The blazon of the municipal coat of arms is Azure a Castle embattled and towered on dexter issuant from a Semi Annulet all Argent.[6]

The canton and the capital share the same name but have different coats of arms.

Administrative divisions


The Municipal Council (French: Conseil communal de la Ville de Fribourg, German: Gemeinderat) constitutes the executive government of the City of Fribourg and operates as a collegiate authority. It is composed of five councilors (French: Conseiller communal / Conseillère communale, German: Gemeinderat / Gemeinderätin), each presiding over a directorate comprising several departments and the related commissions. The president of the executive department acts as mayor (syndic). In the mandate period 2021–2026 (la législature) the Municipal Council is presided by Monsieur le Syndic Thierry Steiert. Departmental tasks, coordination measures and implementation of laws decreed by the General Council (parliament) are carried by the Municipal Council. The regular election of the Municipal Council by any inhabitant valid to vote is held every five years. Any resident of Fribourg allowed to vote can be elected as a member of the Municipal Council. Due to the constitution by canton of Fribourg not only Swiss citizen have the right to vote and elect and being elected on communal level, but also foreigners with a residence permit of type C and being resident in the canton of Fribourg for at least 5 years.[7] The current mandate period is from 1 June 2021 to 31 May 2026. The delegates are selected by means of a system of Proporz. The mayor is elected as such by a public election while the heads of the other directorates are assigned by the collegiate. The executive body holds its meetings in the Town Hall (L'Hôtel de Ville), in the old city on Place de l'Hôtel-de-Ville.[8]

As of 2021, Fribourg's Municipal Council is made up of two representatives of the PS/SP (Social Democratic Party, of whom one is also the mayor), and one each of PDC/CVP (Christian Democratic Party), PCS/CSP (Christian Social Party), and PES/GPS (Green Party), giving the left parties a majority of four out of five seats. The last regular election was held on 7 March 2021. All previous members have been re-elected.[9]

Le Conseil communal / Gemeinderat of Fribourg[8]
Municipal Councillor
(Conseiller communal / Conseillère communale, Gemeinderat/-rätin)
Party Head of Directorate (Direction / Direktion, since) of in office since
Thierry Steiert[MC 1]   PS General Administration, Human Resources, Legal Affairs, and Civic Community Affairs (de l'administration générale, des ressources humaines, du service juridique et des affaires bourgeoisiales / der Zentralverwaltung, des Personalwesens, des Rechtsdienst und der Burgergemeinde, 2021) 2011
Laurent Dietrich[MC 2]   PDC Finance, Culture, and Information Technology (des finances, de la culture et de l'informatique / der Finanzen, der Kultur und der Informatik, 2021) 2016
Miirjam Ballmer   PES Youth Services, Schools and Social Cohesion, Social Services, and Adult Guardianship (de l'enfance, des écoles et de la cohésion sociale, des affaires sociales et des curatelles d'adultes / der Schule, Kinder und gesellschatflichen Zusammenhalt, der Sozialhilfe und der Beistandschaft für Erwachsene, 2021) 2021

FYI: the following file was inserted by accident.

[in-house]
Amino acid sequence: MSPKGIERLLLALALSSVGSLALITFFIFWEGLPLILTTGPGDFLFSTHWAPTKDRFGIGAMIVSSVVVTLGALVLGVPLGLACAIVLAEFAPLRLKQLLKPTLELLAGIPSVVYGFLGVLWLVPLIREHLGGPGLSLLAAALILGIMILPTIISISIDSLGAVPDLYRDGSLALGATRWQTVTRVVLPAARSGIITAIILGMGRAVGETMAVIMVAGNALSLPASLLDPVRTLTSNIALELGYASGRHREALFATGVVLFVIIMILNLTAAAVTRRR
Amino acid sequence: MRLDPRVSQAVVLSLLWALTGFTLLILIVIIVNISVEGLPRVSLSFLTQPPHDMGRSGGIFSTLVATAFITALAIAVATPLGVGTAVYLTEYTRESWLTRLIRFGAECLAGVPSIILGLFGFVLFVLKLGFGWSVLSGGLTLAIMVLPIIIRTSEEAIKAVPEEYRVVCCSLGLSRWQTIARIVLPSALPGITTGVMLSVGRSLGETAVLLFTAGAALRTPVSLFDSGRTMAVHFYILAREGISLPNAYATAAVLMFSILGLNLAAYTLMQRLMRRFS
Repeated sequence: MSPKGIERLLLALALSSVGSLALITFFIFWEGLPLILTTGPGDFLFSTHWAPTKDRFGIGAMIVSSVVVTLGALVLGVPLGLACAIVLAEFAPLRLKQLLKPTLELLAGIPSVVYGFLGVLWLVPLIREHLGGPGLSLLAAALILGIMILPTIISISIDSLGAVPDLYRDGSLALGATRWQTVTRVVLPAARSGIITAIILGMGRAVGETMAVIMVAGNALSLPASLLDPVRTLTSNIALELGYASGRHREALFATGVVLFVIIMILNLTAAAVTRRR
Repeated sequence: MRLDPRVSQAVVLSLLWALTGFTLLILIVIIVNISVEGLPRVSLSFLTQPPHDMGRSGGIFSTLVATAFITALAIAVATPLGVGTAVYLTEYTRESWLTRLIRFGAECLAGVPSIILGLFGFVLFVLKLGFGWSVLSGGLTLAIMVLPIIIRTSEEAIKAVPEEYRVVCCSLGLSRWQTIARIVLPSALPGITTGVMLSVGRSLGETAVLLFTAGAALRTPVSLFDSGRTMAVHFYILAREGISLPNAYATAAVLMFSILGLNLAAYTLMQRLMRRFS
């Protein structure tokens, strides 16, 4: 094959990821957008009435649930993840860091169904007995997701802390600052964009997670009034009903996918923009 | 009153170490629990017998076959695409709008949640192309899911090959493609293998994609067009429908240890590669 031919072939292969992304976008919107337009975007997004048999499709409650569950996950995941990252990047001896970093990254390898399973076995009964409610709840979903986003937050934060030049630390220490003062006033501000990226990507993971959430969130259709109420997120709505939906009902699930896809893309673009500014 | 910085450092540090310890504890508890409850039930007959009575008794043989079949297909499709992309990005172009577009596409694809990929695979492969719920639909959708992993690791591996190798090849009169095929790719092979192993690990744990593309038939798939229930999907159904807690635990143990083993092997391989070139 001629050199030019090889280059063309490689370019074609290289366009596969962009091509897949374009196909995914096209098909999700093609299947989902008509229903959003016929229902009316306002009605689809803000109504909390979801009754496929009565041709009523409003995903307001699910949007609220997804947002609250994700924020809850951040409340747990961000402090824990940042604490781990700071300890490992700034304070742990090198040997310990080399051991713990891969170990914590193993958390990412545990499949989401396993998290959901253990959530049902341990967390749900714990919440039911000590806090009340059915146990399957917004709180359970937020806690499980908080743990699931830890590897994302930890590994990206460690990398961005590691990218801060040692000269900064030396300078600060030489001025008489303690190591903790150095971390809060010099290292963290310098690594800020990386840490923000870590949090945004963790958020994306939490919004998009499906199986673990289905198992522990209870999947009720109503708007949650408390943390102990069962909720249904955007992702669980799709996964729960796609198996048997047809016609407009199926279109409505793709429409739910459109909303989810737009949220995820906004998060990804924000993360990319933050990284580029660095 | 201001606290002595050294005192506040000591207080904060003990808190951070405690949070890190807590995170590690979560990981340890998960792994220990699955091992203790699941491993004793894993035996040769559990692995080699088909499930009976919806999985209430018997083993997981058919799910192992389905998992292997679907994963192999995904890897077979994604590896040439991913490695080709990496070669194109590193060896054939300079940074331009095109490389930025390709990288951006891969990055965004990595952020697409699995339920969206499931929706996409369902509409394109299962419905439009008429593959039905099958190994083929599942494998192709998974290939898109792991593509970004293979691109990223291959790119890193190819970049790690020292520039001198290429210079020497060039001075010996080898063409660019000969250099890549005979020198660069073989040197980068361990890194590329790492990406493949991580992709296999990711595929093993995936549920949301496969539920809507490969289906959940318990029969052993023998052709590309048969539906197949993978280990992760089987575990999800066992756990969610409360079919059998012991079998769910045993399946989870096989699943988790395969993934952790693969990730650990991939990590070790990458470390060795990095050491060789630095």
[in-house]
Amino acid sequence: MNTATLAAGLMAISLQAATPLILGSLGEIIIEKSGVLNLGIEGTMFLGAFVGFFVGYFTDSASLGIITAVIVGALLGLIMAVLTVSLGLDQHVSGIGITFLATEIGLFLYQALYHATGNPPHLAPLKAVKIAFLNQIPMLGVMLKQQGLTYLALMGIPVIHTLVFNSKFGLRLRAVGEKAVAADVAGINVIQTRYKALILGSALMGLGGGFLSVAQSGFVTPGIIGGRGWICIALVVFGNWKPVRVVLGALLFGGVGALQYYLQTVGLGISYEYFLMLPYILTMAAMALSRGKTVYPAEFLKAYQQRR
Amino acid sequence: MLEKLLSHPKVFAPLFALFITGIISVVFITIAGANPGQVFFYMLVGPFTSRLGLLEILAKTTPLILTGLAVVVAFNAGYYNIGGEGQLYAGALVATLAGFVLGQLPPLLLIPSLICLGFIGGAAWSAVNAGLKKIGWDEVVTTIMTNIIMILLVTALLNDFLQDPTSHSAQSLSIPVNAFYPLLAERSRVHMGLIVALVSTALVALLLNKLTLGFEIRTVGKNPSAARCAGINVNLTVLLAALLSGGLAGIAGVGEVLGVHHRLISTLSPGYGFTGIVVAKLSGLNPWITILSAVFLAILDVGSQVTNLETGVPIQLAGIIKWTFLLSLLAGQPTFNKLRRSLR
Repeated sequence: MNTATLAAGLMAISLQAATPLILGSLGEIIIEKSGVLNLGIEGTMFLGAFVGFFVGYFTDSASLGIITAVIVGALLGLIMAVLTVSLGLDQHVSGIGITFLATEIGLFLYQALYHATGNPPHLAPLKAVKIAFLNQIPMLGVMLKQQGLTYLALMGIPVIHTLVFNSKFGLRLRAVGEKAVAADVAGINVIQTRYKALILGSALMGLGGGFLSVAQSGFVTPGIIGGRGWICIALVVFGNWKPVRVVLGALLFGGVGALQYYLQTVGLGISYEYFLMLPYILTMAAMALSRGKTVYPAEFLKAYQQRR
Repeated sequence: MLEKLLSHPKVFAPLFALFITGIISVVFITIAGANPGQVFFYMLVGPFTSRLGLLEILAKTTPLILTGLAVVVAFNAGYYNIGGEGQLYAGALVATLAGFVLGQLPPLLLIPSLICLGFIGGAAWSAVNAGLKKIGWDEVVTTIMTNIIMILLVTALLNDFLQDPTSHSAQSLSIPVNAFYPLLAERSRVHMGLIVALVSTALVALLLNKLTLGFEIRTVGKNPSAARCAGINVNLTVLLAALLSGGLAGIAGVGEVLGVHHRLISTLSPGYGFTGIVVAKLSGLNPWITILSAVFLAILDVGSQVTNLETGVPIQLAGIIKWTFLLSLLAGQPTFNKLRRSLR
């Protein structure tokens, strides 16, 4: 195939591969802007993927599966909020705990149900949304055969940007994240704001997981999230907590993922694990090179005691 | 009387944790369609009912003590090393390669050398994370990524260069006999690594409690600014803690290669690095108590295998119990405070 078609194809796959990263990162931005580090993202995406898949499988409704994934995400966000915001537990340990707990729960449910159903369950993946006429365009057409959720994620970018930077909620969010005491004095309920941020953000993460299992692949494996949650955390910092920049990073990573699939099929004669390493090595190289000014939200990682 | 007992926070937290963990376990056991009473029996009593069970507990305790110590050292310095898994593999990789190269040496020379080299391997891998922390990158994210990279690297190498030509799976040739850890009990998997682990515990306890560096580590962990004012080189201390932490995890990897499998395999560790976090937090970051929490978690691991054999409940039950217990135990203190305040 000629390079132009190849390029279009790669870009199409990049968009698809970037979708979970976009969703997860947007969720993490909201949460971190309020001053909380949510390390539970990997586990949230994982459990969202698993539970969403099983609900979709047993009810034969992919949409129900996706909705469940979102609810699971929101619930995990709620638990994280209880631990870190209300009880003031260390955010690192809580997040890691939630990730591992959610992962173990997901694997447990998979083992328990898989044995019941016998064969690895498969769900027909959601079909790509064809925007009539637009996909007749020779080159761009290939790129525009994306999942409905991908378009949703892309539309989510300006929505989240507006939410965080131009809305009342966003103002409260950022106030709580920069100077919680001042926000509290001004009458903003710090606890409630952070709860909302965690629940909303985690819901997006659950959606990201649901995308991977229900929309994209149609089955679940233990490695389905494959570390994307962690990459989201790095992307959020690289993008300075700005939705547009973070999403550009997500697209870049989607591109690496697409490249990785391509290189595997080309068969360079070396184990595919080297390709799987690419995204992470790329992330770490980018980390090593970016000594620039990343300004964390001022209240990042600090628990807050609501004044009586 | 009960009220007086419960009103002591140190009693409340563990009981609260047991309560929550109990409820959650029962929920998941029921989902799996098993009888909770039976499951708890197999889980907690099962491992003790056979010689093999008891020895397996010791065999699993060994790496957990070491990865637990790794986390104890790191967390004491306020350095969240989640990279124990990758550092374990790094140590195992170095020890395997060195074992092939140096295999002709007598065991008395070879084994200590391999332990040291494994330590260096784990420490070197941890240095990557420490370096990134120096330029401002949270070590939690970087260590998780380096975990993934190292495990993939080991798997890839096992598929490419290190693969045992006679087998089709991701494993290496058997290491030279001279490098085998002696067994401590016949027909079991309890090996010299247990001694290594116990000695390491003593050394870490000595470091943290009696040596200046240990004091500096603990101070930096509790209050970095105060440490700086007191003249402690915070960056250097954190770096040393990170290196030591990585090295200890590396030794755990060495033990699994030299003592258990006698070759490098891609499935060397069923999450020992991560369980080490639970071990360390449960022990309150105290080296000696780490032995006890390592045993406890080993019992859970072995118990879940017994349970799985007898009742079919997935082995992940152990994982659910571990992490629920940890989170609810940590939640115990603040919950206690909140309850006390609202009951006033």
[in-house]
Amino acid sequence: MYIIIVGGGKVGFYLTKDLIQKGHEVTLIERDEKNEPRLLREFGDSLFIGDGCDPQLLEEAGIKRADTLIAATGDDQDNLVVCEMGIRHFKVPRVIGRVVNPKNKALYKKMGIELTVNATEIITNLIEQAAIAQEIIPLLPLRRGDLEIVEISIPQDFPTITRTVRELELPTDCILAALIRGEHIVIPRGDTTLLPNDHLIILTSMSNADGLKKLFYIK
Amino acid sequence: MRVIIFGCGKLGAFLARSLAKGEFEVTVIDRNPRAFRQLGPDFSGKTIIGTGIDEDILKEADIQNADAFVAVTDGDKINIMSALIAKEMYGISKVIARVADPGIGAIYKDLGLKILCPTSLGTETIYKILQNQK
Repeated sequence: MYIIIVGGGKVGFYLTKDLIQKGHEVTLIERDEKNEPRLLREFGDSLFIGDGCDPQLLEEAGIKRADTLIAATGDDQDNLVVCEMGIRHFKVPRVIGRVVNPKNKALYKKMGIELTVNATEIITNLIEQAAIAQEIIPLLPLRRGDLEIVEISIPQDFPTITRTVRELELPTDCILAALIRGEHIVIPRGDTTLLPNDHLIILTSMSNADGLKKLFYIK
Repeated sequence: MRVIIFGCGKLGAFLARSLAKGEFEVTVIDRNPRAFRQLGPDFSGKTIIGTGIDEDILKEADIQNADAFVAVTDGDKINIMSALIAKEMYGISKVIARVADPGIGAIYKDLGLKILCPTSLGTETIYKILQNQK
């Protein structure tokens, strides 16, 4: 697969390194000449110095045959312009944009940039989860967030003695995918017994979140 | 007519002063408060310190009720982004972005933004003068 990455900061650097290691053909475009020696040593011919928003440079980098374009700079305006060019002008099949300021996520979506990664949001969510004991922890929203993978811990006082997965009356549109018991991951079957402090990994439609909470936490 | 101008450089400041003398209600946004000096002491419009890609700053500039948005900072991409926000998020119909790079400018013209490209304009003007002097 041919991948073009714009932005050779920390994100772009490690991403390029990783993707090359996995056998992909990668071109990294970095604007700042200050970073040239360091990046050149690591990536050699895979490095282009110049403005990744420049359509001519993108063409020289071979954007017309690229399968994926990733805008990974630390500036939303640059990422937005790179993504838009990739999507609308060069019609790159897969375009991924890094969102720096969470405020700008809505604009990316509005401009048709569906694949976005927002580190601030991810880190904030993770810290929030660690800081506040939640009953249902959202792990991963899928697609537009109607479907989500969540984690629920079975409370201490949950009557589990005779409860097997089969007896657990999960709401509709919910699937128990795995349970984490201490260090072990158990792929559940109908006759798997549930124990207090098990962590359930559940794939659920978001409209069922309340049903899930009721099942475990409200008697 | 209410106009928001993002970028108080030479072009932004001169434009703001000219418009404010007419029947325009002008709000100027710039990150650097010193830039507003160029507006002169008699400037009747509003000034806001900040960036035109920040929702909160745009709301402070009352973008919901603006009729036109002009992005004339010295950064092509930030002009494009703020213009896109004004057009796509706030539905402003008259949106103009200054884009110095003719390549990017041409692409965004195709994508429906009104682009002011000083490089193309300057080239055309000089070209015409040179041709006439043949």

Andrea Burgener Woeffray   PS Construction and Services Urban Planning and Architecture and Civil Engineering, Environment and Energy (de l'édilité, des services d'urbanisme et architecture et du génie civil, environnement et énergie / des Bauwesens und der Dienste Stadtplanung und Architektur und Tiefbau, Umwelt und Energie, 2021) 2016
Pierre-Olivier Nobs   PCS Local Police and Mobility and Sports (de la police locale et mobilité et des Sports / der Ortspolizei und Mobilität und des Sports, 2021) 2016
  1. ^ Mayor (French: Syndic, German: Ammann)
  2. ^ Vice-Mayor (French: Vice-Syndic, German: Vizeammann)


The Conseil général / Generalrat of Fribourg for the mandate period of 2021–2026

  PS/SP (28.8%)
  Les Verts/Grüne (PES/GPS) (26.3%)
  Centre gauche – PCS/CSP (8.8%)
  PA/KP (1.3%)
  PDC/CVP – Centre (17.5%)
  PLR/FDP (10%)
  UDC/SVP (7.5%)

The General Council (French: Conseil général, German: Generalrat), the city parliament, holds legislative power. It is made up of 80 members, with elections held every five years. The General Council decrees regulations and by-laws that are executed by the Municipal Council and the administration. The delegates are selected by means of a system of proportional representation.

The sessions of the General Council are public. Unlike members of the Municipal Council, members of the General Council are not politicians by profession, and they are paid a fee based on their attendance. Any resident of Fribourg allowed to vote can be elected as a member of the General Council. Due to the constitution by canton of Fribourg not only Swiss citizen have the right to vote and elect and being elected on communal level, but also foreigners with a residence permit of type C and being resident in the canton of Fribourg for at least 5 years.[7] The Parliament holds its meetings in the Grande salle de la Maison de Justice, in the old city on rue des Chanoines 1.[10]